The bill addresses areas of greatest need and ensures access for all Americans by providing support and options so families and individuals can purchase much needed insurance. It keeps employers involved and makes provisions for small business. It addresses the high cost of Medicare and reduces the gap in coverage for seniors needing drugs. It was a brilliant move to link affordability of education with affordability of health insurance. By Including legislation that cuts the cost of lending and financial aid for students the American people may come to see the benefit of cutting out business interests and profiteering from providing their most important services.

The first challenge was overcome when the insurance industry under pressure from the Secretary of Health and Human Services gave up efforts this week to challenge legislation that ensures children with pre-existing conditions will be covered. This move indicates that finally our health care is not governed by big business but rather by elected officials who represent us. It was a long journey and a hard fought process, but in the end the final health-care bill puts the power over the health of Americans where it belongs - with the American people.

BY Kathy-Ellen Kups

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POSTED AT 9:28 PM ET, 03/30/2010

The first mile on the marathon of reform

The mainstream reform debate has been primarily focused on access -- the millions of Americans who don't have insurance. We heard heartbreaking story after heartbreaking story day after day for nearly a year. And this bill tackles that enormous problem!

But there are the other big problems -- skyrocketing costs, misaligned incentives, inferior and inconsistent care, and so on -- all stemming from the fact that our health delivery model has remained what is essentially an acute, episodic care business model from the 19th century; a traditional fee-for-service model based on patients visiting hospitals and physicians' offices when they're sick. We have a system that hasn't evolved to keep up with the way our nation's health has changed -- toward chronic care. Nor has it progressed to use health data in an effective way to drive better decision-making and improved methods. It's not set up to enable the kind of broad-scale innovation and consumer-focus that has transformed nearly every other industry that touches our lives. Nor is it poised to keep up with and take advantage of advances in medicine, especially to deliver on the promise of personalized medicine.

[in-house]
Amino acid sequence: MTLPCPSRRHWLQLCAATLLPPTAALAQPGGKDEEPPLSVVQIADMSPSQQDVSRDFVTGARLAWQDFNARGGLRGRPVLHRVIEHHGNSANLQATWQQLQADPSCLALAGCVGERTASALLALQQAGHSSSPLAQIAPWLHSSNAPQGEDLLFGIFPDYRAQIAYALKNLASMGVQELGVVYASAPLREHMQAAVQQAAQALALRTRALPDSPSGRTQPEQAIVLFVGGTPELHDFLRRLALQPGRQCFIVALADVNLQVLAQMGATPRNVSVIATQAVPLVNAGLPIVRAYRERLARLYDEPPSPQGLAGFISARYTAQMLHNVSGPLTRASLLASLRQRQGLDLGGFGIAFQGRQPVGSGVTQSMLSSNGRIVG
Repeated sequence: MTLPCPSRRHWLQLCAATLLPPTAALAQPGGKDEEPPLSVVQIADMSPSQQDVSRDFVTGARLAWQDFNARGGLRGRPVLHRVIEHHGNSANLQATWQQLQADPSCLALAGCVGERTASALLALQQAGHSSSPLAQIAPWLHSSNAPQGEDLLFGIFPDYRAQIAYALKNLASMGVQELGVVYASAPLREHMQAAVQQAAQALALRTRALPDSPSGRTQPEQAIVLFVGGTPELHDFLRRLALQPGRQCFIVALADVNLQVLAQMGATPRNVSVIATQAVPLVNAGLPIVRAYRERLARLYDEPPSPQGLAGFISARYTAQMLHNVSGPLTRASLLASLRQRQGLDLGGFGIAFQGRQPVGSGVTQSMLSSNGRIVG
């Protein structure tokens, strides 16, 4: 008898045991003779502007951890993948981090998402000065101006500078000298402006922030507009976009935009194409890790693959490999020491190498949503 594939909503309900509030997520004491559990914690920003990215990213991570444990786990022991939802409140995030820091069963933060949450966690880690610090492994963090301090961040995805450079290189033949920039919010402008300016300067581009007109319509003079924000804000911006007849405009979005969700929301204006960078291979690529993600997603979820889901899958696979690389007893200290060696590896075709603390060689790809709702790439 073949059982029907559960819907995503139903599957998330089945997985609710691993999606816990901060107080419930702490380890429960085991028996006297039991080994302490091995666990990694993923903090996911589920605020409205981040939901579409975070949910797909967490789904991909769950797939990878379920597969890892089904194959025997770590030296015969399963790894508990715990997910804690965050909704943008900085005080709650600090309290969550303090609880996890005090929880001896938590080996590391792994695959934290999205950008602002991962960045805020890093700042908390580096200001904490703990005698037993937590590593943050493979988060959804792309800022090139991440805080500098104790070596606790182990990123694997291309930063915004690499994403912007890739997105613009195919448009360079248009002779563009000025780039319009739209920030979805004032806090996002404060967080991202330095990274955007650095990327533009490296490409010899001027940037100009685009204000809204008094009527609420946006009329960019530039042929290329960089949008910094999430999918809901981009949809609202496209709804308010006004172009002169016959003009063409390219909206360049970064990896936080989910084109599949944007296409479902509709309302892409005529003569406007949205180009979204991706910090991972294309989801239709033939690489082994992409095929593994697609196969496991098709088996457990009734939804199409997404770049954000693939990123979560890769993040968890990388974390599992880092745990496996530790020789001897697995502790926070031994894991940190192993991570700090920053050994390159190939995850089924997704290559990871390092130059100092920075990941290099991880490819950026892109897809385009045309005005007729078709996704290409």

In the context of these massive structural problems, while the bill is a positive step forward, it seems like it's just the first mile on the marathon of reform.

There are other good "ideas" from "experts" in the bill besides access to address some of these problems -- an Innovation Center within CMS to pilot payment reform, a Patient-Centered Outcomes Research Institute to identify and carry out national research priorities to drive "evidence-based" medicine, a Medicare shared savings program to pilot cost-savings for accountable care organizations, and so on. But these will require doing a fundamentally better job of running pilot and demonstration programs in Medicare. Right now, we evaluate the reforms over 8 to 10 years. We need to lower that dramatically to accelerate the path for these ideas to 'scale' and become common practice -- driving the kind of wholesale transformation needed.

Most people recognize that it will take several years to get reform "right"-- we have an opportunity to do even more to drive innovation and shift the system to drive real value for every dollar spent. I hope that we will continue to work at driving the right combination of structural change, innovation, and use of technology to create a better system for our generation and those to come.

BY Peter Neupert

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POSTED AT 6:19 PM ET, 03/30/2010

Goodbye, dirty tricks

Is the health care overhaul perfect? Absolutely not.

From some angles, the work is just beginning. We have legislation now, but that legislation has to be put into policy. Patient advocacy groups will have a particularly important role in helping shape new offices and agencies like the Health Insurance Exchanges and the National Prevention, Health Promotion and Public Health Council. We've seen the sausage-making that went into the bill. Equally important is the execution that will take place outside the spotlight.

But the reason many in the cancer community are elated are the tangible benefits right around the corner and the elimination of the worst of the dirty tricks practiced by insurers.